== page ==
The Economist

WASHINGTON, DC – Will America’s economy run too hot in 2018?

USUALLY politicians pretend that good economic news on their watch is no surprise. But America’s recent growth figures have been so positive that even the administration of President Donald Trump has allowed itself to marvel. “It’s happening faster than we expected,” mused Mick Mulvaney, the White House budget chief, in September, after growth rose to 3.1% in the second quarter. (Mr Trump in fact came to office promising 4% growth, but the goal now seems to be 3%). Mr Mulvaney warned that hurricanes would soon bring growth back down. Instead, in the third quarter, it rose to 3.3%—a figure that was celebrated with more conviction. The administration’s initial caution was wise: quarterly growth figures are volatile, and few economists expect growth above 3% to carry on for long. Yet there is no denying that the economy is in rude health.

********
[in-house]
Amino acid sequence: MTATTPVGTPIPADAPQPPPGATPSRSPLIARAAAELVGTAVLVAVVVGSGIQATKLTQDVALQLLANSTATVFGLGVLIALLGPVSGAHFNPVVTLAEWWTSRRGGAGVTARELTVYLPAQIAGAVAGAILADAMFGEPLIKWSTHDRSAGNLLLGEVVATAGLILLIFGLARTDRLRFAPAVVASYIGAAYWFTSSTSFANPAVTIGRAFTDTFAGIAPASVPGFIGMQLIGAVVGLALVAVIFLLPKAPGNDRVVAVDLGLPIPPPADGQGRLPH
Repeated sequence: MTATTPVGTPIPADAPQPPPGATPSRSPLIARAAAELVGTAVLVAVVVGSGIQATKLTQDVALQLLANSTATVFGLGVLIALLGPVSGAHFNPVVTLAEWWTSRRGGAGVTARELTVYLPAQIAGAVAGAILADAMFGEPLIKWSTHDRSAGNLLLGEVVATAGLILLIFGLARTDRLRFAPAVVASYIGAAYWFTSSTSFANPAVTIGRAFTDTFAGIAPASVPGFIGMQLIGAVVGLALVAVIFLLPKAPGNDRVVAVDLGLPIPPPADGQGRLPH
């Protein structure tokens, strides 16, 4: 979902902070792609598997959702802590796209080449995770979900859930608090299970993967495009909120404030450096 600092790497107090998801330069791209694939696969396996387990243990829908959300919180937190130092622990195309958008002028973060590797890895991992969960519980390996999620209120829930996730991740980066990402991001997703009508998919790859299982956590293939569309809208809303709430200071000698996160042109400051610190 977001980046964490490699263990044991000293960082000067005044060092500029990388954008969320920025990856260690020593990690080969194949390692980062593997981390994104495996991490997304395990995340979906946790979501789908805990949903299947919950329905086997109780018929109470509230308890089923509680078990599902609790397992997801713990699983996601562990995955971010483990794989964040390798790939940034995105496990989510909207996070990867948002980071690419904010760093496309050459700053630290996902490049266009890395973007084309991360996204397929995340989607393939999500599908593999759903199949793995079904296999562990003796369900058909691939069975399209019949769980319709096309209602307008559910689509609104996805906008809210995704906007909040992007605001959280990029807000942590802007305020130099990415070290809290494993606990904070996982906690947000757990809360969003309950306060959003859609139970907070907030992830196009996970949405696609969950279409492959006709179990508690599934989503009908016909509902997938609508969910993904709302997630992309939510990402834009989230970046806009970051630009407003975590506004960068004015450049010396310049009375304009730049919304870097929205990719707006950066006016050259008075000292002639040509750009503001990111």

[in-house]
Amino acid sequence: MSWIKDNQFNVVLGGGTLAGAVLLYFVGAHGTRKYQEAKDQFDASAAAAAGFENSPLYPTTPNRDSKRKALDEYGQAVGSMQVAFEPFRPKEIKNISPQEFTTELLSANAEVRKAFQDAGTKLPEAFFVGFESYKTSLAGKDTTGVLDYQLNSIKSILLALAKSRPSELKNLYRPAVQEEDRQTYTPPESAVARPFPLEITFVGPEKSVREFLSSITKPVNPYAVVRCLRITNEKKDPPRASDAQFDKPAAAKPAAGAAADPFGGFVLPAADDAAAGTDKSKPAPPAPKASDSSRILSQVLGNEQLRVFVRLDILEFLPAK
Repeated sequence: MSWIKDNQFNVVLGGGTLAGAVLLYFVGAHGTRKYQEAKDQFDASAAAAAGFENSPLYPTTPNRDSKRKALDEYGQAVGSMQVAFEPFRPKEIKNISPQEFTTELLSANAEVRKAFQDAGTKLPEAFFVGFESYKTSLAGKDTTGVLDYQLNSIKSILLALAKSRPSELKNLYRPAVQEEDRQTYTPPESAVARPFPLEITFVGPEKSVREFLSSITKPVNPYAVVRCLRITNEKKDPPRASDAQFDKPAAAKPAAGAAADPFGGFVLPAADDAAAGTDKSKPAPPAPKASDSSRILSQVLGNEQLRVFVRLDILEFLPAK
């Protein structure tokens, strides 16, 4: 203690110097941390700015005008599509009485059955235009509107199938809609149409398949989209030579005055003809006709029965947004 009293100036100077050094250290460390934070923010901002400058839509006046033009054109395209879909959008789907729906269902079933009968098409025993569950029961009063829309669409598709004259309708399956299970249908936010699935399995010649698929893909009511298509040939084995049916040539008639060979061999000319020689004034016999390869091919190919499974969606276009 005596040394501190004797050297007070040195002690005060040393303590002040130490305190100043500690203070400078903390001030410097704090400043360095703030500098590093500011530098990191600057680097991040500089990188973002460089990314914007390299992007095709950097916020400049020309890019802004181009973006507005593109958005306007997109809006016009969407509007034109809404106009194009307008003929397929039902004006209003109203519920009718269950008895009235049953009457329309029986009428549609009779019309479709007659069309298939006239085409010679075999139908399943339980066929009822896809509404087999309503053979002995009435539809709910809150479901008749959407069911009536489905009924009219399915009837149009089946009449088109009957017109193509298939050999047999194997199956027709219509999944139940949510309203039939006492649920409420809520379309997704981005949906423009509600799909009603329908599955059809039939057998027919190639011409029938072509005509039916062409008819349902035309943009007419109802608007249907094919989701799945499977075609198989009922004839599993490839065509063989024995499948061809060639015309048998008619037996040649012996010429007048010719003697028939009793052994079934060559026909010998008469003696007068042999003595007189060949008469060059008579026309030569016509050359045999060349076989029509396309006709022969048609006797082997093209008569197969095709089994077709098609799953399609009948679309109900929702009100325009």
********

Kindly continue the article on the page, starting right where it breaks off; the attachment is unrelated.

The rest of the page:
In part, that reflects the strength of the global economy in 2017. But it is also the culmination of a years-long trend. As politics have consumed America’s attention for the past two years, common complaints from earlier in the decade have, one by one, begun to look dated. The median household income is no longer stagnant, having grown by 5.2% in 2015 and 3.2% in 2016, after adjusting for inflation. During those two years, poorer households gained more, on average, than richer ones. Business investment is no longer tepid: it drove growth in the third quarter of the year (see chart 1). Jobs are plentiful—unemployment is just 4.1%. From Wall Street to Main Street to the C-suite, businesses ooze confidence. What is more, Republicans are poised to stimulate the economy with tax cuts. Analysts no longer ask when growth will at last pick up. Instead, they wonder whether the economy might overheat.